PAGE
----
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  • 2007 GMC Sierra

    General Motors’ newest generation of full-sized pickup trucks is better than ever

    By Nina Russin

    2007 GMC Sierra

    2007 GMC Sierra

    Through all of its ups and downs, one thing that General Motors has consistently excelled at is producing full-sized pickup trucks. One of the reasons is that engineers have incorporated engine technology from the Chevrolet Corvette into the truck chassis. Utilizing the aluminum engine block from the Corvette keeps weight out of the truck, while at the same time offering exceptional power.

    In addition, engineers seem to have a good understanding of exactly what their customers are looking for, and they accommodate their buyers by offering a wide variety of handling, towing and suspension packages. Whether the buyer is a construction worker who needs to haul large payloads, or an enthusiast who desires exceptional off-road capabilities, there’s a full-sized GM pickup designed to meet the need.

    In this new generation of trucks, engineers also focused on improving the ride quality of their trucks, specifically, making the ride and handling features feel more car-like. That involved enhancing torsional rigidity for better steering response, reducing noise intrusion into the cabin, bringing passenger safety features up to speed, and making the truck interiors more luxurious.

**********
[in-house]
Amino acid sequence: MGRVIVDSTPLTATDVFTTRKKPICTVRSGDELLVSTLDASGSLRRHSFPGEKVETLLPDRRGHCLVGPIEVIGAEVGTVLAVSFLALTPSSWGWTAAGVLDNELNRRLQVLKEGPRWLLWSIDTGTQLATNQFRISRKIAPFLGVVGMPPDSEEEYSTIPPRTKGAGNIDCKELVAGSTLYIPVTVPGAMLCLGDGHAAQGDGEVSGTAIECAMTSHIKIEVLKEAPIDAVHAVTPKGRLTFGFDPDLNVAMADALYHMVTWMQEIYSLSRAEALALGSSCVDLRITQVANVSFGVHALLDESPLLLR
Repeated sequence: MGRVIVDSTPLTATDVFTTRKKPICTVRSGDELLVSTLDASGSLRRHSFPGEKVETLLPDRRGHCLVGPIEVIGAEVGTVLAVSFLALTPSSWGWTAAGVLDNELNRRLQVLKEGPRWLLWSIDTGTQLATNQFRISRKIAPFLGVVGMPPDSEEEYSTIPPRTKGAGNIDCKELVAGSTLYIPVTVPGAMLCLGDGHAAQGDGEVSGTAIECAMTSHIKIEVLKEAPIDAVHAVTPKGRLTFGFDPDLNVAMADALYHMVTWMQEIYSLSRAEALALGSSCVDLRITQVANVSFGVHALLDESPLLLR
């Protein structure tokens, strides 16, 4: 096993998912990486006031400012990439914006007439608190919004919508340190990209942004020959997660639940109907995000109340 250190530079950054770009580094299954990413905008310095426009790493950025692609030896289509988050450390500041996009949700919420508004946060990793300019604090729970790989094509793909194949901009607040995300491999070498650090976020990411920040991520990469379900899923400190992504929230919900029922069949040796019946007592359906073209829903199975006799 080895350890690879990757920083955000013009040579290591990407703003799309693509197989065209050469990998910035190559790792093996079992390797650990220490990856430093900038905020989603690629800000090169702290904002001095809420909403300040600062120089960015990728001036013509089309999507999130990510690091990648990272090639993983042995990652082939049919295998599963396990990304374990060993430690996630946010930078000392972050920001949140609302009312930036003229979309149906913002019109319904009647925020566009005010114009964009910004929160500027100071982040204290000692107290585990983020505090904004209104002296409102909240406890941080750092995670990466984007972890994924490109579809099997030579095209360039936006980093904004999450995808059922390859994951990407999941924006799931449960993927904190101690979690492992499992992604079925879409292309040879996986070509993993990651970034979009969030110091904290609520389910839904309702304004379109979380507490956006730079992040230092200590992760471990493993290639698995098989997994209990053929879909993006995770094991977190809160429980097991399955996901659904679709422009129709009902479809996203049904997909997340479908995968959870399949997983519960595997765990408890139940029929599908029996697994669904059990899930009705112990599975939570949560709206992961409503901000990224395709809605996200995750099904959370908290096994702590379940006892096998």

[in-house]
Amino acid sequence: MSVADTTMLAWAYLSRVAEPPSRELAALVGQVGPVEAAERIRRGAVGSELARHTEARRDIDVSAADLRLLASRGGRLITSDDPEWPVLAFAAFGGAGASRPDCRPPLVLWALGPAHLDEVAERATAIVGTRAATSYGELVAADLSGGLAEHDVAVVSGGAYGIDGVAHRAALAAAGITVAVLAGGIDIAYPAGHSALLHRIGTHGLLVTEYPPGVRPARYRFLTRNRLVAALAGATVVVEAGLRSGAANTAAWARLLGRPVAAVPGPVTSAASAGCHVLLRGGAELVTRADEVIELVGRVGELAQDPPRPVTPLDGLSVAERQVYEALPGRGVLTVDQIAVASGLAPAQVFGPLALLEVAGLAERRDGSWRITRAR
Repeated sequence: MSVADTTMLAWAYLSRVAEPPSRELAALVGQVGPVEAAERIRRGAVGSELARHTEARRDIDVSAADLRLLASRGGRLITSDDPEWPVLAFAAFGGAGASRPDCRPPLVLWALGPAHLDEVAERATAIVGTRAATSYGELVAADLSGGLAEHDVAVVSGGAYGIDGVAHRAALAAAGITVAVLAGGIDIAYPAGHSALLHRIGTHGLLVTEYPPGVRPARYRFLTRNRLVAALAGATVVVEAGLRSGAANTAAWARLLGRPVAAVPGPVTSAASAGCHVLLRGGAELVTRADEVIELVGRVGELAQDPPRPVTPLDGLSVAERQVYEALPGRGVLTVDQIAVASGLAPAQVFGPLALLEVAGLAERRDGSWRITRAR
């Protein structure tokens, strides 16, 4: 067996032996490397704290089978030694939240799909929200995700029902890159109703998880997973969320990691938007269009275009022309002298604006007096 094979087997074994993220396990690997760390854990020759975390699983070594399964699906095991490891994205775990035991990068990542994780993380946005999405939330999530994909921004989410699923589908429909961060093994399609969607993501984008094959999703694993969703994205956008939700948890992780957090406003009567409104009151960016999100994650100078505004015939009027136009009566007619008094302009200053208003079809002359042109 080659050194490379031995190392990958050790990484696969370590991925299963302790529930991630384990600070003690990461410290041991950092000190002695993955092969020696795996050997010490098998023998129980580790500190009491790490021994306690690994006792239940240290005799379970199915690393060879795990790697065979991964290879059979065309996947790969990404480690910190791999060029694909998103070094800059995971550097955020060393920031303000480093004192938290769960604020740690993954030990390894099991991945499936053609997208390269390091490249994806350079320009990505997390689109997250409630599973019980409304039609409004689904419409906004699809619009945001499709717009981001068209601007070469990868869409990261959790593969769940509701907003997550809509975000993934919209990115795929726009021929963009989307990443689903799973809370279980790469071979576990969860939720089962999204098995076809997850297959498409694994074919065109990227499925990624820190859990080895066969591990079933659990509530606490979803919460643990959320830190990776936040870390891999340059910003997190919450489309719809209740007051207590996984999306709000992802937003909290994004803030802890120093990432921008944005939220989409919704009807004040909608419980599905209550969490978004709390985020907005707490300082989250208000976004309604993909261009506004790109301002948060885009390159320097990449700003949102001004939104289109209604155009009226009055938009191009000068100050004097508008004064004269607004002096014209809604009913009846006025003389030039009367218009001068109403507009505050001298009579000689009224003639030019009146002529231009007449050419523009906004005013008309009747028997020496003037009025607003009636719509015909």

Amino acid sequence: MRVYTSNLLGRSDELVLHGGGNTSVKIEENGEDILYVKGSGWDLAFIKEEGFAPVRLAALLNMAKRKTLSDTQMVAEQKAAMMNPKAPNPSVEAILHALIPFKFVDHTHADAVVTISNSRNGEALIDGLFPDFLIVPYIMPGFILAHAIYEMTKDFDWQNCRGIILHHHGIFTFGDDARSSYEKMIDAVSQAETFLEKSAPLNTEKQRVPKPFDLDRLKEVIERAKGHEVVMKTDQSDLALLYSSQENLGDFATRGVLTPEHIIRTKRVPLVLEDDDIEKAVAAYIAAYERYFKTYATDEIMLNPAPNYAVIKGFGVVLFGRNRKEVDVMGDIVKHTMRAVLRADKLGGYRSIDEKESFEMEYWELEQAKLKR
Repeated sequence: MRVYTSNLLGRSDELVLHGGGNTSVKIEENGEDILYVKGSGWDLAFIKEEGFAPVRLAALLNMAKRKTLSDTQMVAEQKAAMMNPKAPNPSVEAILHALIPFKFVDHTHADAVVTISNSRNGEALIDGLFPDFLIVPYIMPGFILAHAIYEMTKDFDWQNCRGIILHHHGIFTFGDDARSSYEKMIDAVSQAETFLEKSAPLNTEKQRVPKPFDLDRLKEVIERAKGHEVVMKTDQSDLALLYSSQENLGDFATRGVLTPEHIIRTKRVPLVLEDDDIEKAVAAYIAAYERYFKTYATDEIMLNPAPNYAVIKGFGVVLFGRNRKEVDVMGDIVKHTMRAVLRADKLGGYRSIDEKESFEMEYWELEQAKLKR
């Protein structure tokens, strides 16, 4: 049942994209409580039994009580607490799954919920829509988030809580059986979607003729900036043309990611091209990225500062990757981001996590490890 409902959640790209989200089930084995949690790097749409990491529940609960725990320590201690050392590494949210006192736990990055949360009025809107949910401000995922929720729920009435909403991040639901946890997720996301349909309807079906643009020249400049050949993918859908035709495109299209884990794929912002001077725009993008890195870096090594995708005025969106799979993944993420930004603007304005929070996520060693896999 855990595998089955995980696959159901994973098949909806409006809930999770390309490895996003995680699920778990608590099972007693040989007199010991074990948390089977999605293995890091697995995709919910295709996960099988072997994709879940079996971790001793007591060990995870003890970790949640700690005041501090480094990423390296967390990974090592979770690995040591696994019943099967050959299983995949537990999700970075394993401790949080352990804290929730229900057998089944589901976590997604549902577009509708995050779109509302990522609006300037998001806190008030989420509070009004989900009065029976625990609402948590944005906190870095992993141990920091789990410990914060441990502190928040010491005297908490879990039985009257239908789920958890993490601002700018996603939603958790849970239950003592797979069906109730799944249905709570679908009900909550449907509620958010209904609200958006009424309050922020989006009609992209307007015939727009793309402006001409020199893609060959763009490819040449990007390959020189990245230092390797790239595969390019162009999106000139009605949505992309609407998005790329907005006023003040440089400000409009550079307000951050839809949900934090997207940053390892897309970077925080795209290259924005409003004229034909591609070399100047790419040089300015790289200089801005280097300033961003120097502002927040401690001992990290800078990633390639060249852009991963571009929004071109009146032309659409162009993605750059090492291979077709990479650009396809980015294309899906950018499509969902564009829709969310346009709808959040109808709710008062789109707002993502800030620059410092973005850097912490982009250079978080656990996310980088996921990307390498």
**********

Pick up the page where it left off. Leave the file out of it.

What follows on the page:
I had a chance to drive the new GMC Sierra pickups at a media event in the Phoenix area this past November. Our drive route included a long section of dirt road northwest of town, as well as some winding two-lane roads that lead from Wickenburg to Prescott. A 3,000 foot elevation change allowed me to test the low-end torque of the new engines, while frequent switchbacks leading up to Prescott were a good test of the new rack-and-pinion steering system.

    A horse is a horse is a horse, of course…

    Back when I was a kid, I was a big fan of “Mr. Ed,” a television show that featured a talking, slightly irreverent horse. One thing I learned from Mr. Ed is that there’s no substitute for good old-fashioned horse sense, especially in a truck engineer.